Love comes in many forms. The older I get and the more I travel, the broader I expand my definition of love. Surely, love for a man, a child, or one’s family is a force to be reckoned with. But why stop there? Wanderers will recognize love for the world as one of the defining relationships of their lives. One can develop love for one’s land, for music, for ballet and for dinners with friends. If it gives you comfort and brings even the slightest amount of joy into your life, nurture it.
Except for the standard set of facts—a Caribbean island nation, proud birthplace of Bob Marley and reggae—I did not know much about Jamaica when I landed in Montego Bay one rainy afternoon, that type of a day when time stands still and nature itself is motionless from the heat. Over the course of one week, I came to love Jamaica’s jagged westernmost cliffs, wide expanses of its treacherous country roads, the tousle of its verdant forests and lush mountain peaks perpetually shrouded in clouds. I tasted delicious mangoes for the first time in my life and discovered, with gladness, that Jamaicans count more than ten varieties of this incredibly giving fruit.
I also deepened my understanding of the legend himself, Bob Marley. As many before him who’ve come to this world with an important message, Bob Marley left us too soon. But he gave us hope and he taught us how to love—both lessons reverberating through our hearts and minds to this day.
Jamaica is not perfect. Among the poorer nations of the Caribbean, it grapples with grave realities: tourism overdevelopment, inequality, and corruption. Yet, as I sat on the edge of the world—or so it seemed—watching sun fall into the azure waters for the last time, sweet mango juice running down both of my arms, I remembered the words of Jamaica’s beloved son: “She’s not perfect—you aren’t either, and the two of you may never be perfect together but if she can make you laugh, cause you to think twice, and admit to being human and making mistakes, hold onto her and give her the most you can.”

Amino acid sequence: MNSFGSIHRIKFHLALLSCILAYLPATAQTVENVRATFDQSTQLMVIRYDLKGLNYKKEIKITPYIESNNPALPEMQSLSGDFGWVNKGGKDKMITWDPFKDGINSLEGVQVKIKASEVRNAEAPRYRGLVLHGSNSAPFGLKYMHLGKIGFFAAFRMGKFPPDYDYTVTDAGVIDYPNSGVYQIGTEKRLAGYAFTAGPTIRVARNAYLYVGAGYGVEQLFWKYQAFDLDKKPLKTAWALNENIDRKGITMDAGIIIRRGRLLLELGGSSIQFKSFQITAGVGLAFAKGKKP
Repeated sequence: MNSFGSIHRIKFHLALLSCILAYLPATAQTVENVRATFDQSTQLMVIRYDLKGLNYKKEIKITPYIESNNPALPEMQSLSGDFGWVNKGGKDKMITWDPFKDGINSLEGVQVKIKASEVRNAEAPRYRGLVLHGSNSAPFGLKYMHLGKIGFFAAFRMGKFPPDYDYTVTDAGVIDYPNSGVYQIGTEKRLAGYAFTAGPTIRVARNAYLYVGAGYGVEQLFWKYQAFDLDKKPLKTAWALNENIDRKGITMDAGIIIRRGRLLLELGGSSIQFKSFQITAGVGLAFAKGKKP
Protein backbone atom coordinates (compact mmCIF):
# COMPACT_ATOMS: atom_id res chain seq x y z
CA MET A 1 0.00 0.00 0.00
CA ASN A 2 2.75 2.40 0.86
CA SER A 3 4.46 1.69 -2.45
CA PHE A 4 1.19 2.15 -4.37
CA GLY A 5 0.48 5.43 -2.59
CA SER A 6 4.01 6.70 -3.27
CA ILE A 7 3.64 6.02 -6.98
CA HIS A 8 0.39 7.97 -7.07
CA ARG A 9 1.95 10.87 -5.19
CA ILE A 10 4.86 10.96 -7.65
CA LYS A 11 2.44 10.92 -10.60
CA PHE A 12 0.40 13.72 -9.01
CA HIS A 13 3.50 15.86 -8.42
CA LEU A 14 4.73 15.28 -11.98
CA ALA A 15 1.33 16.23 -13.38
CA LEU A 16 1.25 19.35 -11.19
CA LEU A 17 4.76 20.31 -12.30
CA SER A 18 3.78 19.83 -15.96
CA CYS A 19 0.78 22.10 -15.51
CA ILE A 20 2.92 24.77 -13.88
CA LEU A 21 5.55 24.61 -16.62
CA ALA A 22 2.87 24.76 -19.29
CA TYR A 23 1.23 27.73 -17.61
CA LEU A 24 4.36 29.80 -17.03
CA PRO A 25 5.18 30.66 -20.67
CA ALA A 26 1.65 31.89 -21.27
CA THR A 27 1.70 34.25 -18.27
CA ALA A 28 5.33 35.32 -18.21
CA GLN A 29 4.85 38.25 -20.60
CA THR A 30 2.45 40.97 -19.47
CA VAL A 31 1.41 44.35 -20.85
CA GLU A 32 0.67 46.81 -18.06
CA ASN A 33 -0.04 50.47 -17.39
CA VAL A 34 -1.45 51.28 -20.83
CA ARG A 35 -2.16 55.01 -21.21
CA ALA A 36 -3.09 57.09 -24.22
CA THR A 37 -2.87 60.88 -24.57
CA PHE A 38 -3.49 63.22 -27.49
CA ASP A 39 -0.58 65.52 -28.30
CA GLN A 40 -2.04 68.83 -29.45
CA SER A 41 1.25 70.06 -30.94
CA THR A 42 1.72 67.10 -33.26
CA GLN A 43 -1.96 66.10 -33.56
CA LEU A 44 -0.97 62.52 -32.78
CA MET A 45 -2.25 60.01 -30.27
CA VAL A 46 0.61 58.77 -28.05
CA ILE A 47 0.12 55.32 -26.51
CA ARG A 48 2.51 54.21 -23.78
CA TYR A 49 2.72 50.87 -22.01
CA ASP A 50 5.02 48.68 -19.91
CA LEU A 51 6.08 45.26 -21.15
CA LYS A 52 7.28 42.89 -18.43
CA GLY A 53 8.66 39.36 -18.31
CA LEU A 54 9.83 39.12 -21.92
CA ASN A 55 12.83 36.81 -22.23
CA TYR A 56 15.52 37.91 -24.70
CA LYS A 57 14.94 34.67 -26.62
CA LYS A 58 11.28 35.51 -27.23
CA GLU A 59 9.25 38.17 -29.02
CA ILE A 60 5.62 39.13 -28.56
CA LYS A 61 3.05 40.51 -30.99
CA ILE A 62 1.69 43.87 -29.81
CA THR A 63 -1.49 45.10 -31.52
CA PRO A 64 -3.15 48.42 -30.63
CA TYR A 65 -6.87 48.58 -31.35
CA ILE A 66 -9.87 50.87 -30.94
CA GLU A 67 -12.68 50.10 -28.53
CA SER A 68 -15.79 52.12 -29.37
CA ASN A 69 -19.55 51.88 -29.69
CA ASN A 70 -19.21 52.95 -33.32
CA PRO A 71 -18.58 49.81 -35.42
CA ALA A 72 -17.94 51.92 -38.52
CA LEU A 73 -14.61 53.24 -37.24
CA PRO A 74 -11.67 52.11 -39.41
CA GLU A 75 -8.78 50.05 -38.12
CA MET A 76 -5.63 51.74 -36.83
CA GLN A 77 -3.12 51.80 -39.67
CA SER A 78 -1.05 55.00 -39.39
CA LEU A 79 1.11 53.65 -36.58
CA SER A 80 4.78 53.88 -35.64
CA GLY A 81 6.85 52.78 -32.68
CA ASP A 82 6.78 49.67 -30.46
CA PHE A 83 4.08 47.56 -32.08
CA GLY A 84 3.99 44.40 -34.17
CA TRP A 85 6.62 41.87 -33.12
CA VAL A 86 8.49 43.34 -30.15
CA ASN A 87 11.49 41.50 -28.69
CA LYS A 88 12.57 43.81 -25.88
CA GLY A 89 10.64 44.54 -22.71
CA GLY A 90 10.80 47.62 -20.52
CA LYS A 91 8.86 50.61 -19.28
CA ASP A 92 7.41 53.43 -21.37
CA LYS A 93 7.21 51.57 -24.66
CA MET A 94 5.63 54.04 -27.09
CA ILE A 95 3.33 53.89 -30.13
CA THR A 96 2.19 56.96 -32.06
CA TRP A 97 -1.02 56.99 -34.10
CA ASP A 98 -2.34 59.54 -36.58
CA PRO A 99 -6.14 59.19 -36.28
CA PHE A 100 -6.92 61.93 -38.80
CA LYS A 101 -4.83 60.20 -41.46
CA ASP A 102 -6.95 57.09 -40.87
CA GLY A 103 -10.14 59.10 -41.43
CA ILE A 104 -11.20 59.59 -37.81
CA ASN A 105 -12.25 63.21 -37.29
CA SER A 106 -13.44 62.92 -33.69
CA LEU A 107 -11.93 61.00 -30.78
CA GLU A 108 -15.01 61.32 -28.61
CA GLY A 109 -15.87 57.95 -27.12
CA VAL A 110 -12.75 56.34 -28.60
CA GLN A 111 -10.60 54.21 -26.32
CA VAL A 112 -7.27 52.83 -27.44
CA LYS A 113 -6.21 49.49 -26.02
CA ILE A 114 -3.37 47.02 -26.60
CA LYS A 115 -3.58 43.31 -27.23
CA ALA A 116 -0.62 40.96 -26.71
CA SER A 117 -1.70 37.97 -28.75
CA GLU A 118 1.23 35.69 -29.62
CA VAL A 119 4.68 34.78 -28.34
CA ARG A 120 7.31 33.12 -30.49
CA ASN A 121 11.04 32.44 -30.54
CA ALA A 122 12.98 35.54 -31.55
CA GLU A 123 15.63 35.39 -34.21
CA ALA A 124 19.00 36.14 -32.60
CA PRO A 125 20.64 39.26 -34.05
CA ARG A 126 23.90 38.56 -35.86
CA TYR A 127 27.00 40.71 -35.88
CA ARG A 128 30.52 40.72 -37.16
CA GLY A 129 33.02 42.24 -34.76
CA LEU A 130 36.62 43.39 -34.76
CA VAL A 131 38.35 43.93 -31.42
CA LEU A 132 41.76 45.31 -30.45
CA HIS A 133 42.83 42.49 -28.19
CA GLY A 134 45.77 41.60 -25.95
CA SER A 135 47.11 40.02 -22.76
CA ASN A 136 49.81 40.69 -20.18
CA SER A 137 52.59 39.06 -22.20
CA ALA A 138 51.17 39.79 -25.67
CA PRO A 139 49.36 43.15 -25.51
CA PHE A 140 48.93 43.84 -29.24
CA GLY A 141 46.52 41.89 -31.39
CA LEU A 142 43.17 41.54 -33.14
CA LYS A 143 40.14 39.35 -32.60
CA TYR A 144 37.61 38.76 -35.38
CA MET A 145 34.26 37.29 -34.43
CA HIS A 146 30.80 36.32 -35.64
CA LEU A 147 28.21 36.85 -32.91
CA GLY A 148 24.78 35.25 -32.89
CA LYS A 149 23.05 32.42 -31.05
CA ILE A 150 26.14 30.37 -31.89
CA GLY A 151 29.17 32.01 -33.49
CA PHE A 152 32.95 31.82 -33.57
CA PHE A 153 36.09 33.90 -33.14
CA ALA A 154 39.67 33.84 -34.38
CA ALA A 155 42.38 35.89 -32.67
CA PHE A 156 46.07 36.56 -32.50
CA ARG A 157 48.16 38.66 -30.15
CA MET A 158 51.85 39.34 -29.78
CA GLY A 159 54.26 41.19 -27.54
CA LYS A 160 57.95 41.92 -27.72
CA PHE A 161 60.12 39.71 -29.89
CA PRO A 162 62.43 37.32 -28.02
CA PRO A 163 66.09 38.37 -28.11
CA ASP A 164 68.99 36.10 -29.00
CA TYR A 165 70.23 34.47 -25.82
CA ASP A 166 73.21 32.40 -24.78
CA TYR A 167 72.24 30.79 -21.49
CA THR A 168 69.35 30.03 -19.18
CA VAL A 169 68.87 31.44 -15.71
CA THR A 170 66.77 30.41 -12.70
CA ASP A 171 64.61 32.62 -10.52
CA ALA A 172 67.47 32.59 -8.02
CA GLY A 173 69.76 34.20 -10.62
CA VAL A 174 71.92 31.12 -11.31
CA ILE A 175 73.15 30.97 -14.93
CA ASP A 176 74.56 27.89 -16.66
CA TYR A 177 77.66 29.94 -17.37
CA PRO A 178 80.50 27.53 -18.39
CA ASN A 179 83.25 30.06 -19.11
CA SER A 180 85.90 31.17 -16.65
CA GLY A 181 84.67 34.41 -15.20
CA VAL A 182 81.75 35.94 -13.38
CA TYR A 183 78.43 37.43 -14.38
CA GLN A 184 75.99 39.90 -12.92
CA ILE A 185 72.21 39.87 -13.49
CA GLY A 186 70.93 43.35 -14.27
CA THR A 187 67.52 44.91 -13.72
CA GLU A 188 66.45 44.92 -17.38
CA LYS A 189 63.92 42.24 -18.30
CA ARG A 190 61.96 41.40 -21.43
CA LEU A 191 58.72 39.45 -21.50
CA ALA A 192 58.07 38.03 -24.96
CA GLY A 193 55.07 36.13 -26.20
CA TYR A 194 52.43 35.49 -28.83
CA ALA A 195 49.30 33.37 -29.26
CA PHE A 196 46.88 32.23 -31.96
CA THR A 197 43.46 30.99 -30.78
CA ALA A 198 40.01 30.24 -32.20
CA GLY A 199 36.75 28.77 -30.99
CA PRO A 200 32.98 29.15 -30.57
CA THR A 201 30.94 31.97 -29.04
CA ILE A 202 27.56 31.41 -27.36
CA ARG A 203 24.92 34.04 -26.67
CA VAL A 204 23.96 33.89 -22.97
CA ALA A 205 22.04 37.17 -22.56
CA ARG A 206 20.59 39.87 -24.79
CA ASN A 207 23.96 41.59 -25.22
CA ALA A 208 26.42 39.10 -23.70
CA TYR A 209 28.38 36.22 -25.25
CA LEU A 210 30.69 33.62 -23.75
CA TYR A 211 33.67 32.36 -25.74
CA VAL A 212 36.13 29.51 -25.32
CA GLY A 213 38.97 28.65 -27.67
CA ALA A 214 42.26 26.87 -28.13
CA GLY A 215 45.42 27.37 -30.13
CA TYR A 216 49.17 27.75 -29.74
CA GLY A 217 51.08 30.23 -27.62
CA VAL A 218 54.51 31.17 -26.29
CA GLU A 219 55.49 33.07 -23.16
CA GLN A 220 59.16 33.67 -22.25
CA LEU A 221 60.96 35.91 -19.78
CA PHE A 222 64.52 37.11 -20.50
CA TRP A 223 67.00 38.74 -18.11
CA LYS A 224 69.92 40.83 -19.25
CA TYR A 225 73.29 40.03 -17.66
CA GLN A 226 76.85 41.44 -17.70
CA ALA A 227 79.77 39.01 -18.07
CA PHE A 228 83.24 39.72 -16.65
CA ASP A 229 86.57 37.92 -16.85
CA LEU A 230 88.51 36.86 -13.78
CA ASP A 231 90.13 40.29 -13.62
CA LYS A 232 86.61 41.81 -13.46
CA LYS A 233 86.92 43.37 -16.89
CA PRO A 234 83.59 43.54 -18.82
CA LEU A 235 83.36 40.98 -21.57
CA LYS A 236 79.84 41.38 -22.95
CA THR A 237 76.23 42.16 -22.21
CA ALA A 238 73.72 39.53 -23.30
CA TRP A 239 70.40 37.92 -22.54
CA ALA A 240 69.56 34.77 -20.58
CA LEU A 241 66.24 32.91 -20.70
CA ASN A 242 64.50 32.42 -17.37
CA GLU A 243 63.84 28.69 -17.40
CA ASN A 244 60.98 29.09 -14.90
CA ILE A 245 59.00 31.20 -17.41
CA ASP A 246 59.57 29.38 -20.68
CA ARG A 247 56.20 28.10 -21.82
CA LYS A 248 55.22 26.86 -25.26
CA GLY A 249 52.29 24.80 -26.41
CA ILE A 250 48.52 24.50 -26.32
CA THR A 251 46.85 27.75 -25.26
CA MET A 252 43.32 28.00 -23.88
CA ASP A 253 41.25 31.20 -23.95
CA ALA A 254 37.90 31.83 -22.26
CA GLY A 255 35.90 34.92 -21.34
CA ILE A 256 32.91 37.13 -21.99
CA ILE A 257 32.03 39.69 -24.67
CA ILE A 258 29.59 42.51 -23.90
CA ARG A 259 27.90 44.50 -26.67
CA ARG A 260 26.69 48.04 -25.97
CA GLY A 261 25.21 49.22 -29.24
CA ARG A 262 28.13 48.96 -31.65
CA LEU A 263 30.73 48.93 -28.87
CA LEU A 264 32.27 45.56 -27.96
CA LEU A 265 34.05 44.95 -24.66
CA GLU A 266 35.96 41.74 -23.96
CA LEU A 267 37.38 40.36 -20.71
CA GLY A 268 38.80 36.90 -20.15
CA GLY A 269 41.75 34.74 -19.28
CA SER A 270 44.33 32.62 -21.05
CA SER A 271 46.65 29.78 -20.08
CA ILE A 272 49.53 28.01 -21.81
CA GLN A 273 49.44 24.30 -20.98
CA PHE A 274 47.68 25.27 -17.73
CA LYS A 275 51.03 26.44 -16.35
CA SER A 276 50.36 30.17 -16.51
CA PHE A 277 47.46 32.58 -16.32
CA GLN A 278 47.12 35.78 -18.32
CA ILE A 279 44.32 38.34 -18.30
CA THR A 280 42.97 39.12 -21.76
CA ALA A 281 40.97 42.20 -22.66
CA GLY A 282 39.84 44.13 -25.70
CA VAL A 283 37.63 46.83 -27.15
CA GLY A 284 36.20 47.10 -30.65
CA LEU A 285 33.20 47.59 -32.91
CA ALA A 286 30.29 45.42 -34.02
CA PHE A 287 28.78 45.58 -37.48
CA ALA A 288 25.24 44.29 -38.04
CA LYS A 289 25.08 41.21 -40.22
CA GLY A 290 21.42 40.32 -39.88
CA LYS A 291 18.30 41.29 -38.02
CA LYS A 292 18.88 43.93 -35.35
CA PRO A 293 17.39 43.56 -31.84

I gave it all I had in Jamaica.
Discover some of Bob Marley’s most poignant thoughts as you travel through Jamaica with me
4. The winds that sometimes take something we love are the same that bring us something we learn to love.
Boston Bay on Jamaica’s northern coast holds dramatic cliffs and incessant surge of the waves.
7. Just because you are happy does not mean that the day is perfect but that you have looked beyond its imperfections.
Everyone should experience the delight of an outside shower once in their lifetime.
9. None but ourselves can free our minds.
Jamaica holds many secrets inside its mountainous core—including the Mayfield Falls. Their cool, crystal clear waters are accessible only by a steep mountain climb.